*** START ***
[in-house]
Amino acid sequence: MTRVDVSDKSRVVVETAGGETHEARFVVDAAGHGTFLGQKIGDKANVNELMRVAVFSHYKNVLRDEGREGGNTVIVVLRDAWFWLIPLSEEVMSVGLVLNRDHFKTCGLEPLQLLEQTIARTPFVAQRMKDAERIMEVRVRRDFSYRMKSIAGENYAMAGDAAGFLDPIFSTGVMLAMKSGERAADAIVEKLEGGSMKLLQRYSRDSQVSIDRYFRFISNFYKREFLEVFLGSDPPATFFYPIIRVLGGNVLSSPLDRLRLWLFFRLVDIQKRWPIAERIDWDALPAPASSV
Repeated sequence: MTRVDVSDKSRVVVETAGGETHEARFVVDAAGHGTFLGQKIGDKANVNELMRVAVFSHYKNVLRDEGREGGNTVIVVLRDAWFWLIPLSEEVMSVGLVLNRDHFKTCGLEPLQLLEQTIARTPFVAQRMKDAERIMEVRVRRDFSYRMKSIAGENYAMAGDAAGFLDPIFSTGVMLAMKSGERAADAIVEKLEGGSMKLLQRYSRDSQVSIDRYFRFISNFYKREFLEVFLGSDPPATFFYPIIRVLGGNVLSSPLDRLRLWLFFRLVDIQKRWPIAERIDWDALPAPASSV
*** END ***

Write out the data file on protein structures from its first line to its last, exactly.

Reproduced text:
[in-house]
Amino acid sequence: MTRVDVSDKSRVVVETAGGETHEARFVVDAAGHGTFLGQKIGDKANVNELMRVAVFSHYKNVLRDEGREGGNTVIVVLRDAWFWLIPLSEEVMSVGLVLNRDHFKTCGLEPLQLLEQTIARTPFVAQRMKDAERIMEVRVRRDFSYRMKSIAGENYAMAGDAAGFLDPIFSTGVMLAMKSGERAADAIVEKLEGGSMKLLQRYSRDSQVSIDRYFRFISNFYKREFLEVFLGSDPPATFFYPIIRVLGGNVLSSPLDRLRLWLFFRLVDIQKRWPIAERIDWDALPAPASSV
Repeated sequence: MTRVDVSDKSRVVVETAGGETHEARFVVDAAGHGTFLGQKIGDKANVNELMRVAVFSHYKNVLRDEGREGGNTVIVVLRDAWFWLIPLSEEVMSVGLVLNRDHFKTCGLEPLQLLEQTIARTPFVAQRMKDAERIMEVRVRRDFSYRMKSIAGENYAMAGDAAGFLDPIFSTGVMLAMKSGERAADAIVEKLEGGSMKLLQRYSRDSQVSIDRYFRFISNFYKREFLEVFLGSDPPATFFYPIIRVLGGNVLSSPLDRLRLWLFFRLVDIQKRWPIAERIDWDALPAPASSV